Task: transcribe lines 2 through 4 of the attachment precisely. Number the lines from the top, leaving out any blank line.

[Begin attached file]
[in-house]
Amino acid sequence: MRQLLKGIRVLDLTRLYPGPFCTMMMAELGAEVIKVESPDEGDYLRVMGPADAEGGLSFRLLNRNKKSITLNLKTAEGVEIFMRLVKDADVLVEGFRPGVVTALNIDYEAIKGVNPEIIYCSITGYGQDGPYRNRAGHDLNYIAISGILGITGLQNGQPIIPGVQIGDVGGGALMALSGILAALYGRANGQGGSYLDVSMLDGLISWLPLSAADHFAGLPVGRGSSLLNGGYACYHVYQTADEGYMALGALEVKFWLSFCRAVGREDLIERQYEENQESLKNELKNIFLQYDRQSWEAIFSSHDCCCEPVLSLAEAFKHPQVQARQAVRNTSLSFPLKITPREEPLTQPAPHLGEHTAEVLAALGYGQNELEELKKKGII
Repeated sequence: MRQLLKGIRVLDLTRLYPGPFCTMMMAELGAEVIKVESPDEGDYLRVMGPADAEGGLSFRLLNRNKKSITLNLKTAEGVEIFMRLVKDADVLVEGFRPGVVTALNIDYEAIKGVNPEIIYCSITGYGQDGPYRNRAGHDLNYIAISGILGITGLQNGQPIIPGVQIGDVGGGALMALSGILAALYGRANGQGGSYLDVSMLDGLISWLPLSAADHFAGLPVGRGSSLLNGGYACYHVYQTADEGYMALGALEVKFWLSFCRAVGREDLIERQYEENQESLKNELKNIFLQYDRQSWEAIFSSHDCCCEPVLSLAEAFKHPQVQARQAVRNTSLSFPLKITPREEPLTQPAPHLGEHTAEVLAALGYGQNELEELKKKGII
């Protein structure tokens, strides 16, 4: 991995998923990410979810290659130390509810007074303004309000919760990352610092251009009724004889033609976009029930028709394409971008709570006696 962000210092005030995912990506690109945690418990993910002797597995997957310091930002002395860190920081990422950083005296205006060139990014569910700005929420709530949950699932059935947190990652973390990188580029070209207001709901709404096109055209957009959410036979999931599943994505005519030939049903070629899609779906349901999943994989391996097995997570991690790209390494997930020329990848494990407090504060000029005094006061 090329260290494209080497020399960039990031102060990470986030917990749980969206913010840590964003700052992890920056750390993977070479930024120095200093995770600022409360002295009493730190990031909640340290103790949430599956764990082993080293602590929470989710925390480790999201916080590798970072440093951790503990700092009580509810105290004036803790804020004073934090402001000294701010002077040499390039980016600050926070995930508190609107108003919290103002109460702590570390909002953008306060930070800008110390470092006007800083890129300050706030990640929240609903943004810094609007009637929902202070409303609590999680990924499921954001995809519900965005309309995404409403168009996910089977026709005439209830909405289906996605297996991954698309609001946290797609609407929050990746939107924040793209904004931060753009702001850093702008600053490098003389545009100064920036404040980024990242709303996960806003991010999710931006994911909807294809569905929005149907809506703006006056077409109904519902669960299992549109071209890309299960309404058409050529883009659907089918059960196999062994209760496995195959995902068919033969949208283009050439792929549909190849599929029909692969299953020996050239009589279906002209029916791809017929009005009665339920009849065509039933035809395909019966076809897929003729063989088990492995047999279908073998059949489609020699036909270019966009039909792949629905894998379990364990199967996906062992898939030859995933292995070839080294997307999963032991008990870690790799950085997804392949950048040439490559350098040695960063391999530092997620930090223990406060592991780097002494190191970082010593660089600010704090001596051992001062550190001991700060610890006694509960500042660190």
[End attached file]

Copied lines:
Amino acid sequence: MRQLLKGIRVLDLTRLYPGPFCTMMMAELGAEVIKVESPDEGDYLRVMGPADAEGGLSFRLLNRNKKSITLNLKTAEGVEIFMRLVKDADVLVEGFRPGVVTALNIDYEAIKGVNPEIIYCSITGYGQDGPYRNRAGHDLNYIAISGILGITGLQNGQPIIPGVQIGDVGGGALMALSGILAALYGRANGQGGSYLDVSMLDGLISWLPLSAADHFAGLPVGRGSSLLNGGYACYHVYQTADEGYMALGALEVKFWLSFCRAVGREDLIERQYEENQESLKNELKNIFLQYDRQSWEAIFSSHDCCCEPVLSLAEAFKHPQVQARQAVRNTSLSFPLKITPREEPLTQPAPHLGEHTAEVLAALGYGQNELEELKKKGII
Repeated sequence: MRQLLKGIRVLDLTRLYPGPFCTMMMAELGAEVIKVESPDEGDYLRVMGPADAEGGLSFRLLNRNKKSITLNLKTAEGVEIFMRLVKDADVLVEGFRPGVVTALNIDYEAIKGVNPEIIYCSITGYGQDGPYRNRAGHDLNYIAISGILGITGLQNGQPIIPGVQIGDVGGGALMALSGILAALYGRANGQGGSYLDVSMLDGLISWLPLSAADHFAGLPVGRGSSLLNGGYACYHVYQTADEGYMALGALEVKFWLSFCRAVGREDLIERQYEENQESLKNELKNIFLQYDRQSWEAIFSSHDCCCEPVLSLAEAFKHPQVQARQAVRNTSLSFPLKITPREEPLTQPAPHLGEHTAEVLAALGYGQNELEELKKKGII
């Protein structure tokens, strides 16, 4: 991995998923990410979810290659130390509810007074303004309000919760990352610092251009009724004889033609976009029930028709394409971008709570006696 962000210092005030995912990506690109945690418990993910002797597995997957310091930002002395860190920081990422950083005296205006060139990014569910700005929420709530949950699932059935947190990652973390990188580029070209207001709901709404096109055209957009959410036979999931599943994505005519030939049903070629899609779906349901999943994989391996097995997570991690790209390494997930020329990848494990407090504060000029005094006061 090329260290494209080497020399960039990031102060990470986030917990749980969206913010840590964003700052992890920056750390993977070479930024120095200093995770600022409360002295009493730190990031909640340290103790949430599956764990082993080293602590929470989710925390480790999201916080590798970072440093951790503990700092009580509810105290004036803790804020004073934090402001000294701010002077040499390039980016600050926070995930508190609107108003919290103002109460702590570390909002953008306060930070800008110390470092006007800083890129300050706030990640929240609903943004810094609007009637929902202070409303609590999680990924499921954001995809519900965005309309995404409403168009996910089977026709005439209830909405289906996605297996991954698309609001946290797609609407929050990746939107924040793209904004931060753009702001850093702008600053490098003389545009100064920036404040980024990242709303996960806003991010999710931006994911909807294809569905929005149907809506703006006056077409109904519902669960299992549109071209890309299960309404058409050529883009659907089918059960196999062994209760496995195959995902068919033969949208283009050439792929549909190849599929029909692969299953020996050239009589279906002209029916791809017929009005009665339920009849065509039933035809395909019966076809897929003729063989088990492995047999279908073998059949489609020699036909270019966009039909792949629905894998379990364990199967996906062992898939030859995933292995070839080294997307999963032991008990870690790799950085997804392949950048040439490559350098040695960063391999530092997620930090223990406060592991780097002494190191970082010593660089600010704090001596051992001062550190001991700060610890006694509960500042660190």